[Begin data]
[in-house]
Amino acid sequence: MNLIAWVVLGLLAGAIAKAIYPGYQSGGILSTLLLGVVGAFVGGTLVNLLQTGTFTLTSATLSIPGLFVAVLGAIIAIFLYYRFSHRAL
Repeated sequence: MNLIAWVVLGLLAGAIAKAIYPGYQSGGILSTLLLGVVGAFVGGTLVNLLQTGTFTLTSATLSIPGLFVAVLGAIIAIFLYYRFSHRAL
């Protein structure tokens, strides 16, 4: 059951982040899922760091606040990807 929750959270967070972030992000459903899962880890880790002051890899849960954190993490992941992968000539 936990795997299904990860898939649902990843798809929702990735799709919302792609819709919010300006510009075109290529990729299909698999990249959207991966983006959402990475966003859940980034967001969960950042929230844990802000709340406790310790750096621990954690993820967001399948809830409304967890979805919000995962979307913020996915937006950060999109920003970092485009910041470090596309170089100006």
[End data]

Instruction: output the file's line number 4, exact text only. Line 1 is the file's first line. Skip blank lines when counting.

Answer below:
């Protein structure tokens, strides 16, 4: 059951982040899922760091606040990807 929750959270967070972030992000459903899962880890880790002051890899849960954190993490992941992968000539 936990795997299904990860898939649902990843798809929702990735799709919302792609819709919010300006510009075109290529990729299909698999990249959207991966983006959402990475966003859940980034967001969960950042929230844990802000709340406790310790750096621990954690993820967001399948809830409304967890979805919000995962979307913020996915937006950060999109920003970092485009910041470090596309170089100006």